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Law Library News for January 8, 2001

Ann Hemmens, editor

Law Library News Archive

 

LEXIS-NEXIS Standalone Printer Returns

by Nancy McMurrer

At last! LEXIS-NEXIS has worked out its system to implement limited free printing to a stand-alone printer in the computer lab; its printer should be installed within two weeks. LEXIS does not count the number of pages printed, so its system will work with a combination of the number of printed lines and printed documents. The rest of this year you will be able to print 15 documents on the LEXIS-NEXIS stand-alone printer (based on an "average" document length of 25 pages). The total is 375 pages, which is the same number of pages that can be sent to the Westlaw stand-alone printer for the rest of the school year.

You will need to keep count of the number of documents you print yourself, since the number will not be reflected on LEXIS when you sign on. LEXIS will be counting the documents, of course, and will remove the stand-alone print option after you have printed 15 documents. LEXIS reps will try to warn you when you near your limits, of course, but your wisest course is to keep your own count.

To make the most of these limits, consider the length of a document before you send it to the LEXIS printer. Is that case only about five pages or so? You can read it online or in the Library's case reporters instead of sending it to the LEXIS stand-alone printer and save your "no-cost document print" for a longer opinion!

Study Aids for Law Students

There are many study aids available to help you with class preparation and in studying for exams. This article describes several resources and how to find them in the Law Library; a later article will examine online resources.

Treatises provide a comprehensive review of a specific legal topic. They are often multi-volumes sets with many footnotes and supplements (e.g., pocket parts). The word treatise does not usually appear in the title of the work, so to locate a treatise, consult reference sources such as Legal Information: How to Find It, How to Use It (KF240.O365 1999 at Reserve & Reference Office), which includes a list of major legal treatises by subject area (pages 62-65), or the Encyclopedia of Legal Information Sources (KF1.E53 1993 at Reference Office).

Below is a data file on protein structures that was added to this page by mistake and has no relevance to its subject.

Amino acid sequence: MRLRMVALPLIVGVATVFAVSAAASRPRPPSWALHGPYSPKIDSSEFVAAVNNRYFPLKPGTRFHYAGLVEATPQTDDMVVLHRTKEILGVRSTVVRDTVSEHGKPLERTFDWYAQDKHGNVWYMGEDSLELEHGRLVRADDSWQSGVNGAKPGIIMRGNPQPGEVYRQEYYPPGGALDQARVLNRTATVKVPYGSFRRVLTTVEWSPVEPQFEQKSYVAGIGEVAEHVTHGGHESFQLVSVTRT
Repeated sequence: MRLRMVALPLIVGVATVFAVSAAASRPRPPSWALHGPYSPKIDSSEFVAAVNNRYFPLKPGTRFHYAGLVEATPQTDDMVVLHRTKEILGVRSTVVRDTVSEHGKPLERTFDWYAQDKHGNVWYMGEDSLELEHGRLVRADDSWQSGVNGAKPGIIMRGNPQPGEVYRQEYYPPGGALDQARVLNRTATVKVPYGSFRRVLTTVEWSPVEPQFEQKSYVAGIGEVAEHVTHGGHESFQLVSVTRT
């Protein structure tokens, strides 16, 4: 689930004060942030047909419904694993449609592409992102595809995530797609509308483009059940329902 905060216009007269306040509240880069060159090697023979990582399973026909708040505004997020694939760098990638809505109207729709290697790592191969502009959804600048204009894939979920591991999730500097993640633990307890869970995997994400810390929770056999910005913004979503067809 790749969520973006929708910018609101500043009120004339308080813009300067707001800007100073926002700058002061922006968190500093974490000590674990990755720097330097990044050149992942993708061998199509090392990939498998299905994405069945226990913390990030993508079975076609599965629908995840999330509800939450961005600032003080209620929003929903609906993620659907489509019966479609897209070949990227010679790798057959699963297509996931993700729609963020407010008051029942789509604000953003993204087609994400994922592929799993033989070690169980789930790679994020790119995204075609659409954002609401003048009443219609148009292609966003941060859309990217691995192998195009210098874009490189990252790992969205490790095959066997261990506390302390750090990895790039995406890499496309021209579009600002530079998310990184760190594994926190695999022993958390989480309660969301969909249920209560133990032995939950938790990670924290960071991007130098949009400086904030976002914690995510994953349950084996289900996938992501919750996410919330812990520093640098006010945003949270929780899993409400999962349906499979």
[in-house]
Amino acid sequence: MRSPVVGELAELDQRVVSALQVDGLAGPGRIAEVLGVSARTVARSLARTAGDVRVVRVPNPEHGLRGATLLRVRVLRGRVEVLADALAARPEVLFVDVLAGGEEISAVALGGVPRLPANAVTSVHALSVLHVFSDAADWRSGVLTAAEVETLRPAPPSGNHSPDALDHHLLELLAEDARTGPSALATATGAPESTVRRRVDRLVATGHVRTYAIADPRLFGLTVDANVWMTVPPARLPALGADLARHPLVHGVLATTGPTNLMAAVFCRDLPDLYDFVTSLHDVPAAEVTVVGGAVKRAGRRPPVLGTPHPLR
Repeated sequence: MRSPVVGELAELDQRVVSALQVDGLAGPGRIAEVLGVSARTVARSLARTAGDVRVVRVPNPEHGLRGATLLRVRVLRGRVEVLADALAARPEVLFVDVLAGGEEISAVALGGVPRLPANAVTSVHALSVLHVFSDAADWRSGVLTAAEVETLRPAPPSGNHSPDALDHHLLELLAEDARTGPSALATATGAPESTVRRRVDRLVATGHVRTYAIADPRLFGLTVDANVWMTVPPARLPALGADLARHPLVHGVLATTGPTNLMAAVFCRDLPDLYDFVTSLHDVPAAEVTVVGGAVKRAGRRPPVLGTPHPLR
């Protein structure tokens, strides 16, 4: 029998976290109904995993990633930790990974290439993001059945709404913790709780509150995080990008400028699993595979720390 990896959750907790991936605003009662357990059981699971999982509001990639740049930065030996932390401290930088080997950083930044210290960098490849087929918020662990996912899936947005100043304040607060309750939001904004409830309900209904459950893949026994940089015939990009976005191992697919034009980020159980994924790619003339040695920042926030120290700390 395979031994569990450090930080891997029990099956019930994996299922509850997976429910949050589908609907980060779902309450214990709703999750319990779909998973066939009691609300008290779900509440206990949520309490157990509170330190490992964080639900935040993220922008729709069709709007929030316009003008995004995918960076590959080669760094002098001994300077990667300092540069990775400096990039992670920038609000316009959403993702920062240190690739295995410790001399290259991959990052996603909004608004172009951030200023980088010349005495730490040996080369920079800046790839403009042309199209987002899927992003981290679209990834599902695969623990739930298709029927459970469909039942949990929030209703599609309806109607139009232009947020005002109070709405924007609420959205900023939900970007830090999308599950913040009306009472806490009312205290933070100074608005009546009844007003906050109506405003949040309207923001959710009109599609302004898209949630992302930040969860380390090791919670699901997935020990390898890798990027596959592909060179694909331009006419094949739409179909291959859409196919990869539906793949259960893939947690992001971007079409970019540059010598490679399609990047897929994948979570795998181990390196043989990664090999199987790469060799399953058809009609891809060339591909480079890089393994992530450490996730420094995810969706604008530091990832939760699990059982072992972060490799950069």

A hornbook provides an overview of a specific area of law in a narrative summary format, with less detail than a treatise (and often in only one volume). The West Group publishes a hornbook series covering many legal topics. To find a hornbook in a particular area in MARIAN, the Law Library catalog, conduct a keyword search such as hornbook and property. Substitute property with other areas of law (e.g., contracts or evidence).

Nutshell is the name of a paperback series published by the West Group providing brief overviews of legal topics. Generally there are fewer footnotes or references in a nutshell than in a hornbook. To locate nutshells available in the Library, conduct a keyword search in MARIAN with the word nutshell and the subject matter (e.g., contracts or criminal law).

Outlines produced by commercial publishers are also available to supplement your studies. For example, to locate materials from the Sum and Substance Quick Review Series (published by a division of West Professional Training Programs, Inc.) conduct a title search in MARIAN for sum and substance quick review. The 14 titles cover topics such as corporations, evidence, and criminal law. To locate Gilbert review materials, conduct a title search with the entry: gilbert law summaries. From the list of more than 35 items you can select the title on your topic (e.g., commercial paper or civil procedure). To locate outlines generally in MARIAN, conduct a keyword search such as the following: outline* and contracts. Replace contracts with other subject matters (e.g., torts or civil procedure).

Restatements are produced by legal scholars of the American Law Institute in an attempt to say what the law is or should be in a particular area (e.g., contracts, torts, or property). They consist of summaries of legal principles and longer comments. To locate Restatements in MARIAN, conduct a keyword search such as: restatement and torts. Replace torts with other subjects (e.g., contracts or property).

Catalog Tip: Many of these study materials are on Reserve, so it is helpful to limit your catalog search to materials there, by using the "Modify Search" button or the "Limit This Search" button found in the upper right hand corner of the screen and choosing "Reserve" from the Location list.